The Queensland Resilience, Adaptation Pathways and Transformation Approach project (QRAPTA)
The frequency and scale of natural disasters are increasing. This, combined with chronic and periodic stressors, can compound communities’ vulnerability to natural disasters.
The Queensland Strategy for Disaster Resilience (QSDR) and its implementation plan, Resilient Queensland 2018–21 – Delivering the Queensland Strategy for Disaster Resilience, provide a framework to empower Queenslanders to factor in resilience measures and activities as they anticipate, respond and adapt to changing circumstances.
QRA engaged CSIRO to expand on the insights garnered from Resilient Queensland’s engagement with local governments and state agencies. In late 2019, CSIRO conducted interviews and workshops with state agency stakeholders to gather views and experiences relating to resilience.
QRAPTA recognises that many agencies’ activities, irrespective of their particular portfolio responsibilities, already contribute to resilience. The QRAPTA project provides a process to harmonise these resilience activities across agencies and sectors.
Narratives to harmonise resilience building
Establishing a shared language, shared goals and shared understanding is critical to coordinating agencies’ efforts to build resilience. CSIRO has designed four ‘narratives’ to help talk about the complex systems that need to be understood by decision-makers in a common way:
Narrative 1 – Becoming more resilient
- Chronic, periodic and acute stresses combine and amplify to create systemic risk, leading to the potential for catastrophic disaster. Changing roles, responsibilities and approaches to managing chronic, periodic and systemic risk will lower risk, and increase capacity to cope.
Narrative 2 – Thinking in systems, not silos
- A systems approach is needed – understanding cause and effect, points of leverage, and three pathways (‘Doing the same’, ‘Doing better’ and ‘Doing differently’) to create futures that are disaster-resilient and adaptive to change.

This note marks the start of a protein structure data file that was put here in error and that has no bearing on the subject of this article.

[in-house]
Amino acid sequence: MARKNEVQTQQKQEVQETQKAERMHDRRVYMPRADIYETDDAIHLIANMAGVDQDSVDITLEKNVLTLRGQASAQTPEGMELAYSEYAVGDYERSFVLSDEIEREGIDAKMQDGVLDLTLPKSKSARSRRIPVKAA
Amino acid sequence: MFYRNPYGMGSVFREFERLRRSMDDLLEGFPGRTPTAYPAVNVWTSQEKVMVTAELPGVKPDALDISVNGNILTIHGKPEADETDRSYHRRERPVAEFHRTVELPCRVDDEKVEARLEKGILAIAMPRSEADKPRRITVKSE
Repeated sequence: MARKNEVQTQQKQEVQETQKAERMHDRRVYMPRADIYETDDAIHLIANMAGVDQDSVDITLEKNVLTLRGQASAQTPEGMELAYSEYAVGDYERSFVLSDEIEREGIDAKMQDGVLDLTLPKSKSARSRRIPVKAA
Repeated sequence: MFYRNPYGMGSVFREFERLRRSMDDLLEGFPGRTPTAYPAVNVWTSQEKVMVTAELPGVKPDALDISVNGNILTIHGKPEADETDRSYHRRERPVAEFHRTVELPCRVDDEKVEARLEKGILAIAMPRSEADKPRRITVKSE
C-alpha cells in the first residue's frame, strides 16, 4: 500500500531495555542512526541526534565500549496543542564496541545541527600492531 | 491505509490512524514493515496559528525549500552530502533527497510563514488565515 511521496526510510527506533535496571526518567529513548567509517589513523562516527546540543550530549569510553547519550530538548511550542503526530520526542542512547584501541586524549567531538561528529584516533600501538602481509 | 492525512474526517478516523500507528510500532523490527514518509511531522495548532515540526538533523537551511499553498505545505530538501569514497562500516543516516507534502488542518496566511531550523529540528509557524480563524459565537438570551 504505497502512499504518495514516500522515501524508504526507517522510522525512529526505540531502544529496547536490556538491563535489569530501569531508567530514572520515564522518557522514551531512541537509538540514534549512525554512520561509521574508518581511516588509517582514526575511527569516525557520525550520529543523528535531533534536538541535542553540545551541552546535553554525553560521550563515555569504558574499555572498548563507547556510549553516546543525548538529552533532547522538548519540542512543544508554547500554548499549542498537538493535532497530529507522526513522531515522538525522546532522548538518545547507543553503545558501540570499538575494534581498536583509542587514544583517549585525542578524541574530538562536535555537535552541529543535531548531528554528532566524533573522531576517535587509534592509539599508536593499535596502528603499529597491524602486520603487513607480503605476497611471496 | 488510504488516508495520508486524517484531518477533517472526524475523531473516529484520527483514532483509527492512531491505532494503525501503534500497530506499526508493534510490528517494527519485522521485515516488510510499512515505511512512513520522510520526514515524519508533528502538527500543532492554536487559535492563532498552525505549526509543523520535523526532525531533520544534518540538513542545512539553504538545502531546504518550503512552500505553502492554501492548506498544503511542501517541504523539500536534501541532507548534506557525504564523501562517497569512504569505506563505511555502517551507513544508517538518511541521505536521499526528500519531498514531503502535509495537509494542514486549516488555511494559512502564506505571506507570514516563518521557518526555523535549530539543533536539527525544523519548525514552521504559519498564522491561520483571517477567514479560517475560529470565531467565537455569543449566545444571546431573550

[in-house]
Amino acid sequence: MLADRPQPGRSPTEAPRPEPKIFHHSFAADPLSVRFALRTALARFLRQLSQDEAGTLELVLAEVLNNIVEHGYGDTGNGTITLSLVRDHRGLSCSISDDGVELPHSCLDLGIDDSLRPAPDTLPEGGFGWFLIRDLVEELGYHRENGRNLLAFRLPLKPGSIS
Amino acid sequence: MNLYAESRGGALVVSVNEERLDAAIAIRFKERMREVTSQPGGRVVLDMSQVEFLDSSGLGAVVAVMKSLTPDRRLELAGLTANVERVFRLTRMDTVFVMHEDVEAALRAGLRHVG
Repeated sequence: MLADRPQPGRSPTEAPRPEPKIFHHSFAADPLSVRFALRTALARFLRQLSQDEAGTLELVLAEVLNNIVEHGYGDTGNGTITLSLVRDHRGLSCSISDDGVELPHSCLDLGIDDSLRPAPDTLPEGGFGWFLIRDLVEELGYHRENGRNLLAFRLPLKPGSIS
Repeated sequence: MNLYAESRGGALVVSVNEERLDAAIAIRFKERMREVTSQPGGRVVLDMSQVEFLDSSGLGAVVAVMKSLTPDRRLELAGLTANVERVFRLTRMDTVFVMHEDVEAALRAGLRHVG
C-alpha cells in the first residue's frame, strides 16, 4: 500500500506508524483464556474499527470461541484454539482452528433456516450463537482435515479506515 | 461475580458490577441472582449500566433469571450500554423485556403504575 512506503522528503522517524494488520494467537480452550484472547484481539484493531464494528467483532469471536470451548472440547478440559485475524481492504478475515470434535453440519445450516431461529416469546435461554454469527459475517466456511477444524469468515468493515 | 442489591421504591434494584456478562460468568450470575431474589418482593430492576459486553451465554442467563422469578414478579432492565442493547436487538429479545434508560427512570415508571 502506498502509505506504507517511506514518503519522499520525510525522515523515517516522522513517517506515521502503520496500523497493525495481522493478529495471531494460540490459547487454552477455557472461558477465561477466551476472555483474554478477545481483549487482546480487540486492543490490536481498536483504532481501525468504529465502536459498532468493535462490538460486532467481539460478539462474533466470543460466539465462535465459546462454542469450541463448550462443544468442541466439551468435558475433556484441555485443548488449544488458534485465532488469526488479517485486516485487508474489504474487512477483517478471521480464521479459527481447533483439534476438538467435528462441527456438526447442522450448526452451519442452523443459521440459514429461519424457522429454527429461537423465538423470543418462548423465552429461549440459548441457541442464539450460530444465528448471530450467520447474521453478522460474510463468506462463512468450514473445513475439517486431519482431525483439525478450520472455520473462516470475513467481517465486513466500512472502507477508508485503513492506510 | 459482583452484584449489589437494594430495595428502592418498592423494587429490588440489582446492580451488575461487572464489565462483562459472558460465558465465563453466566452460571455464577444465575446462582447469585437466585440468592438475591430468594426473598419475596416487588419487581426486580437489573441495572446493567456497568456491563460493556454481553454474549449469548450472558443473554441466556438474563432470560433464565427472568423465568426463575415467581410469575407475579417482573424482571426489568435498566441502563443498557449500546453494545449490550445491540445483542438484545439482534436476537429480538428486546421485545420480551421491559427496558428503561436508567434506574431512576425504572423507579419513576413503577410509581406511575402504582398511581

Narrative 3 – Pathways to effect change
- A resilience checklist has been developed. This enables agencies to assess whether their existing processes are effective and whether existing initiatives can be better aligned for collective impact. It can be used by agencies at any level of risk reduction maturity. It also has the potential to be used systemically to underpin a collaborative approach to governance across all agencies and sectors, including those not traditionally in the ‘disaster risk’ or ‘disaster response’ business.
Narrative 4 – Changing our practices
- The Resilience Checklist can complement the creation of new ways of interacting and governance mechanisms for co-ordinating State government service delivery.
the potential for catastrophic disaster. Changing roles, responsibilities and approaches to managing
chronic, periodic and systemic risk will lower risk, and increase capacity to cope.
Reconstruction Authority, 2020b).
By using the Resilience Checklist, individual organisations can check their own approaches and contribute to collaboration and collective action to build resilience to reach common goals.
QRA will promote the QRAPTA project and accompanying documents and tools through the Queensland Resilience Coordination Committee, which is made up of key service delivery agencies in Queensland Government. QRA encourages State agencies to assess the documents and tools produced in this work to assess the QRAPTA approach.